Table of Contents

Proprietary Escape Codes

iTerm2 supports several non-standard escape codes. These may not work properly in tmux or screen, and may have unknown effects on other terminal emulators. Proceed with caution.

A quick comment on notation: in this document, ^[ means "Escape" (hex code 0x1b) and ^G means "bel" (hex code 0x07).

The OSC command 50 used to be used but it conflicts with xterm, so it is now 1337.

Set cursor shape


where N=0, 1, or 2.

  • 0: Block
  • 1: Vertical bar
  • 2: Underline

Add this to your .vimrc to change cursor shape in insert mode:

let &t_SI = "\<Esc>]1337;CursorShape=1\x7"
let &t_EI = "\<Esc>]1337;CursorShape=0\x7"

This is derived from Konsole.

Set Mark

The "Set Mark" (cmd-shift-M) command allows you to record a location and then jump back to it later (with cmd-shift-J). The following escape code has the same effect as that command:


Steal Focus

To bring iTerm2 to the foreground:


Clear Scrollback History

To erase the scrollback history:


Set curent directory

To inform iTerm2 of the current directory to help semantic history:


Post a Growl notification

To post a Growl notification:

^[]9;Message content goes here^G

This will have no effect if Growl is not running.

Change profile

To change the session's profile on the fly:


Copy to clipboard

To place text in the pasteboard:


Where name is one of "rule", "find", "font", or empty to mean the general pasteboard (which is what you normally want). After this is sent, all text received is placed in the pasteboard until this code comes in:


Set window title and tab chrome background color

To set the window title and tab color use this escape sequence:


Replace N with a decimal value in 0 to 255.

Example in bash that turns the background purple:

echo -e "\033]6;1;bg;red;brightness;255\a"
echo -e "\033]6;1;bg;green;brightness;0\a"
echo -e "\033]6;1;bg;blue;brightness;255\a"

To reset the window title and tab color, use this code:


For example:

echo -e "\033]6;1;bg;*;default\a"

Change the color palette


Replace "n" with:

  • 0-f (hex) = ansi color
  • g = foreground
  • h = background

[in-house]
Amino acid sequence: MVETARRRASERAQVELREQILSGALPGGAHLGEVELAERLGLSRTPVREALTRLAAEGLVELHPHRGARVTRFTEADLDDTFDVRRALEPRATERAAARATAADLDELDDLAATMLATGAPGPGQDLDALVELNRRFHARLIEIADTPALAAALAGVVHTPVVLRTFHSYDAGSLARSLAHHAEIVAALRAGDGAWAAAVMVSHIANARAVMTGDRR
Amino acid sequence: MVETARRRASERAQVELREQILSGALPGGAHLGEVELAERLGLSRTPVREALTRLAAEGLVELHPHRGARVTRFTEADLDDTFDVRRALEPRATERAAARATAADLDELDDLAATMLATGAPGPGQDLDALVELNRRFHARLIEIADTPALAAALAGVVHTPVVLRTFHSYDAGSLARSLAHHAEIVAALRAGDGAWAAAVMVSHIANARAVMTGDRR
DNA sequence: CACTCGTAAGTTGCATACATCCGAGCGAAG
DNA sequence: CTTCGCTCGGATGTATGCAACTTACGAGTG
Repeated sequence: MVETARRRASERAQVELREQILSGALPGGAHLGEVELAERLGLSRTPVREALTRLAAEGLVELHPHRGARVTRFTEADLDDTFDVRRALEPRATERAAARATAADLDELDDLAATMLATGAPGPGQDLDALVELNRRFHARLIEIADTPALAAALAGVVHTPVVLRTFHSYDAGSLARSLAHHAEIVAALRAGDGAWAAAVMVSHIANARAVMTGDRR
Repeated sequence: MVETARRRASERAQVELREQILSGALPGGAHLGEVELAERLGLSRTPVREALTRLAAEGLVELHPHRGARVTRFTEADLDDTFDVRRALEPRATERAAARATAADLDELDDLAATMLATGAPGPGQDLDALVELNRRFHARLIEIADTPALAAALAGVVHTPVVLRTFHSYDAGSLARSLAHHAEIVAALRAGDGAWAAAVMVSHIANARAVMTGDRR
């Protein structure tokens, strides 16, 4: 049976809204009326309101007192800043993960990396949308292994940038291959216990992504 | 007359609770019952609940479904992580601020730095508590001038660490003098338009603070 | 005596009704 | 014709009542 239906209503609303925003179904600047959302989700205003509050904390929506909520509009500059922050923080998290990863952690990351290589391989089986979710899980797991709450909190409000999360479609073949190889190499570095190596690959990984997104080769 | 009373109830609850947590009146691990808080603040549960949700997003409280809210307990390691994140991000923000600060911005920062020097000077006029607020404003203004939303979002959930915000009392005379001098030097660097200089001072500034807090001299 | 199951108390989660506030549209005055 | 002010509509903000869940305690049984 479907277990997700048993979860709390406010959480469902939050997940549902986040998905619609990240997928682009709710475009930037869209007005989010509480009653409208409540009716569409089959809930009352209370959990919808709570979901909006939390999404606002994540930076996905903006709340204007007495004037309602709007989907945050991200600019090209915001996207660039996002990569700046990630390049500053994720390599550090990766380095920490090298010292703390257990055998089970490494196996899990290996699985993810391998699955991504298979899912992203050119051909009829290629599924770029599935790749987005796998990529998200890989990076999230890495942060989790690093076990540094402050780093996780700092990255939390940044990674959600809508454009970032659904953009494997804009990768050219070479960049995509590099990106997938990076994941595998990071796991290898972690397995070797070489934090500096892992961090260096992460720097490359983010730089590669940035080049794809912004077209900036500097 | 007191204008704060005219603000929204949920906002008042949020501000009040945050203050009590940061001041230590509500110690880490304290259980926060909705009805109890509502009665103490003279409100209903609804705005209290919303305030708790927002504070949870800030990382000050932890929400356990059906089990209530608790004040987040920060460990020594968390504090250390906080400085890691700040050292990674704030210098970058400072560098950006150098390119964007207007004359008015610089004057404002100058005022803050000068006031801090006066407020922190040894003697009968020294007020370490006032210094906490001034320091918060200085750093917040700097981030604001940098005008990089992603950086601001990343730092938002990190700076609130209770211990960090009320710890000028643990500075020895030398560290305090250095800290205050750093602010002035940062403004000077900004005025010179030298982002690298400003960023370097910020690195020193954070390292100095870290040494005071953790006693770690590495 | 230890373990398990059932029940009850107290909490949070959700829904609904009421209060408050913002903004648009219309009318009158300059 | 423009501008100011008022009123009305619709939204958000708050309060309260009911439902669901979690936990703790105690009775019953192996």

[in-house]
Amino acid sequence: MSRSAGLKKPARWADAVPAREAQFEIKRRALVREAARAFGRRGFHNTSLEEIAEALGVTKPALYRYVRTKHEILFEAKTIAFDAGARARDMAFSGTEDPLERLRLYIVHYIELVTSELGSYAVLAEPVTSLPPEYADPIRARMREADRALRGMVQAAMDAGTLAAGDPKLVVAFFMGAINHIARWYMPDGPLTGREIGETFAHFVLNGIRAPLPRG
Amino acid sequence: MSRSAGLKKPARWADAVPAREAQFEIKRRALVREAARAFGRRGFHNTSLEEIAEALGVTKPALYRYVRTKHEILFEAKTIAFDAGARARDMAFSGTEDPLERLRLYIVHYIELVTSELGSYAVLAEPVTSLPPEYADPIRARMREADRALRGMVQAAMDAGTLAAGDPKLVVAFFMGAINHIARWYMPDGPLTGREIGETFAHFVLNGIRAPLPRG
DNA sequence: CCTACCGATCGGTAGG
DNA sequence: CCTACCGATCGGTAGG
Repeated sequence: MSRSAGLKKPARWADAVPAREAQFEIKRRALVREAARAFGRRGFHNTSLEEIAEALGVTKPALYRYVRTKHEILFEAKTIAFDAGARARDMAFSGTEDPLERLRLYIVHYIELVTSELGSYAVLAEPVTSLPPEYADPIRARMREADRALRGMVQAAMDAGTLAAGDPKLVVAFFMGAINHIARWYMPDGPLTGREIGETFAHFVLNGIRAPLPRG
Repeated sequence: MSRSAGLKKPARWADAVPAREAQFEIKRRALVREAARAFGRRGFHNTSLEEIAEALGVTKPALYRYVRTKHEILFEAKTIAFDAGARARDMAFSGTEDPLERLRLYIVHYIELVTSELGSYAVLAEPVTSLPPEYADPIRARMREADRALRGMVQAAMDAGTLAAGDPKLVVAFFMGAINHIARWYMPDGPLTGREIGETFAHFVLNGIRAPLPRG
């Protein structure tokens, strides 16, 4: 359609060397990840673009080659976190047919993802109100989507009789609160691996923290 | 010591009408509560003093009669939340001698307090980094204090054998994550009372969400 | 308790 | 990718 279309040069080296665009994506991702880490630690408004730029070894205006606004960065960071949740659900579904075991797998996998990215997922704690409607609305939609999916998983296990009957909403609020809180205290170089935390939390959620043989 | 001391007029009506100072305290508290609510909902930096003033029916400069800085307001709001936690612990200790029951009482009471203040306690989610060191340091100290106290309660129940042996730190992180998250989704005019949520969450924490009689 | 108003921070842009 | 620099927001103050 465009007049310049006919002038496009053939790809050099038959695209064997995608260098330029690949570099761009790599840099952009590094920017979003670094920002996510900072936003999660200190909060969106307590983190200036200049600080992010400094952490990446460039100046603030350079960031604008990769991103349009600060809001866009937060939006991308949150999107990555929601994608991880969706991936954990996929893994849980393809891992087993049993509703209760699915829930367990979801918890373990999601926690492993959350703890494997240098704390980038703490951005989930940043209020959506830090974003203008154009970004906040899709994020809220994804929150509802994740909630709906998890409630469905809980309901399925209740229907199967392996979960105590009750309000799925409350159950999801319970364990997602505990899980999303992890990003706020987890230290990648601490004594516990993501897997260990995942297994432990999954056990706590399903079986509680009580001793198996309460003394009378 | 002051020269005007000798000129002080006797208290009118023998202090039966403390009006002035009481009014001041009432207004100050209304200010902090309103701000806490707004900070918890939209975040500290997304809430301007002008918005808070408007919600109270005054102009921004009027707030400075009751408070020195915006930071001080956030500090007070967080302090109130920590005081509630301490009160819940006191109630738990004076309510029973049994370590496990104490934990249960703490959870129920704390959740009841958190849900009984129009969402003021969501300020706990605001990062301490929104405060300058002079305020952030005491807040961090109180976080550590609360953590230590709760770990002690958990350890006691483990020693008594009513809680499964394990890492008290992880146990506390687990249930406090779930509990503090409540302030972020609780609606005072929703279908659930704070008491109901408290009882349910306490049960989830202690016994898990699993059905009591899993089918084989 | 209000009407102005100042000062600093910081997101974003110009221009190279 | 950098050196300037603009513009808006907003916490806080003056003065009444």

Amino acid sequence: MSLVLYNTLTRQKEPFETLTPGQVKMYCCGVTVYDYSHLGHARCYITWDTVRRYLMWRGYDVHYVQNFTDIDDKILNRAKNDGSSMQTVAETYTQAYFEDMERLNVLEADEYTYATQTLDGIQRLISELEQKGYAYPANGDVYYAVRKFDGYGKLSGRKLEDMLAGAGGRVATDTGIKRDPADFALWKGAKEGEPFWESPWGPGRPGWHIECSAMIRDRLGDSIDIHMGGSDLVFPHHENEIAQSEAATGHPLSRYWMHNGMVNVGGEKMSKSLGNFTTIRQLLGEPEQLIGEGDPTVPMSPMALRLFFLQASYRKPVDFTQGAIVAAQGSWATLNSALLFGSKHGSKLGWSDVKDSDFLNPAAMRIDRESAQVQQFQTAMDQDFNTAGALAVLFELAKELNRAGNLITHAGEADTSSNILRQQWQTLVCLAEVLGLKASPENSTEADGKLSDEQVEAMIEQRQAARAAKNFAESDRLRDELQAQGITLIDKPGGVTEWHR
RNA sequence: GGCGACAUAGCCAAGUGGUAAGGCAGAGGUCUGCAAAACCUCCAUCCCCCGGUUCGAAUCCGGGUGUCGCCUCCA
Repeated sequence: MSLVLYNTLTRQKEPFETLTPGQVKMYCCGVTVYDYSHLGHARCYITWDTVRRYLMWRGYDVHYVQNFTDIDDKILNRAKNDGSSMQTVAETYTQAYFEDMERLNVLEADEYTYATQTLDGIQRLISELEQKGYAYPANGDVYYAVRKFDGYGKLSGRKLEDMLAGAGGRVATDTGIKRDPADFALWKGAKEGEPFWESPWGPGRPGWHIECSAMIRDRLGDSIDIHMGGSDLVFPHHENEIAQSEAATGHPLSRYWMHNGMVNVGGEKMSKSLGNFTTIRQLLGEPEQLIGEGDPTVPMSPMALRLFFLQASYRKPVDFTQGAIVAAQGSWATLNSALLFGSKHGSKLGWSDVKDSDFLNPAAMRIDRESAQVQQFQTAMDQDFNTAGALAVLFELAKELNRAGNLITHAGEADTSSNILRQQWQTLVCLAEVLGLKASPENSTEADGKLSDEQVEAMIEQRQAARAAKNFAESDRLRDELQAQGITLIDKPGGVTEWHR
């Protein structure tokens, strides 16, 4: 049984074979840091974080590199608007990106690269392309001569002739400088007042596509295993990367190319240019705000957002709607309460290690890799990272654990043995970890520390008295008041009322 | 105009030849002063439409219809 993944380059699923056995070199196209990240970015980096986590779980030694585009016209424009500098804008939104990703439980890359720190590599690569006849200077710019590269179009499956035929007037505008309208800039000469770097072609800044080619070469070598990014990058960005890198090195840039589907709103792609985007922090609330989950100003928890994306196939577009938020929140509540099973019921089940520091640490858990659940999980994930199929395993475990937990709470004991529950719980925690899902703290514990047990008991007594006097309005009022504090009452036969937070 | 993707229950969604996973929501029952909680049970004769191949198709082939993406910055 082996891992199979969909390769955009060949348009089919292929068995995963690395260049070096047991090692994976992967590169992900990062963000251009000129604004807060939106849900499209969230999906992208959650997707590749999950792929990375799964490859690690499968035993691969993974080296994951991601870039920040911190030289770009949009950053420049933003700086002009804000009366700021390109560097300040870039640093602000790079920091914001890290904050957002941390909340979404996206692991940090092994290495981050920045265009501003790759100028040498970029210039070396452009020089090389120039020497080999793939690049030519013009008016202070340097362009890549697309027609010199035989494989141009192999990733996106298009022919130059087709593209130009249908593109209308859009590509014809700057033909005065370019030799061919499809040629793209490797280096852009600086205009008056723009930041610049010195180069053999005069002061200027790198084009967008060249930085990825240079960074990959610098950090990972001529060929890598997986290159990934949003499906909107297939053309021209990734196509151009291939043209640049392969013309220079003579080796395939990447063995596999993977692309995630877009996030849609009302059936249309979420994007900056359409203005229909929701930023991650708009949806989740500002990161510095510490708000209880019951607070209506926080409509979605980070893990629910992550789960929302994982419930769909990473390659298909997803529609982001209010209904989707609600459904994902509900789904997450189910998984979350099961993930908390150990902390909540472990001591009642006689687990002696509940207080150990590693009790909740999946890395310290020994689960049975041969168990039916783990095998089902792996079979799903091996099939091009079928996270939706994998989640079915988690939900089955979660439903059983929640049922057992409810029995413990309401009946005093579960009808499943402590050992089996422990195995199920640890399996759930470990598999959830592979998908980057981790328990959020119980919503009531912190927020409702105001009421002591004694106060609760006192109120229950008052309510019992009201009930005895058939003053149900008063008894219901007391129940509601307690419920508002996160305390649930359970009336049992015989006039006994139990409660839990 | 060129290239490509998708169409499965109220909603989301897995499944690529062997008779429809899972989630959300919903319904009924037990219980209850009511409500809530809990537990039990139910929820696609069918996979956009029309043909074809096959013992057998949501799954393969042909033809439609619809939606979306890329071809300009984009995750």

• i = bold color
  • j = selection color
  • k = selected text color
  • l = cursor
  • m = cursor text

rr, gg, bb are 2-digit hex value (for example, "ff"). Example in bash that changes the foreground color blue:

echo -e "\033]Pg4040ff\033\\"


To add an annotation use on of these sequences:

  • message: The message to attach to the annotation.
  • length: The number of cells to annotate. Defaults to the rest of the line beginning at the start of the annotation.
  • x-coord and y-coord: The starting coordinate for the annotation. Defaults to the cursor's coordinate.

AddHiddenAnnotation does not reveal the annotation window at the time the escape sequence is received, while AddAnnotation opens it immediately.

Cursor Guide


The boolean should be yes or no. This shows or hides the cursor guide.



The boolean should be yes to request attention by bouncing the dock icon and no to cancel a previous request.

Background Image


The value of base64 is a base64-encoded filename to display as a background image. If it is an empty string then the background image iwll be removed. User confirmation is required as a security measure.

Report Cell Size


The terminal responds with:


Where height and width are floating point values giving the size in points of a single character cell. For example:



The badge has custom escape sequences described here.


For information on file downloads and inline images, see here.

Shell Integration/FinalTerm

iTerm2's Shell Integration feature is made possible by proprietary escape sequences pioneered by the FinalTerm emulator. FinalTerm is defunct, but the escape sequences are documented here.


  • OSC stands for Operating System Command. In practice it refers to this sequence of two ASCII characters: 27, 93 (esc ]).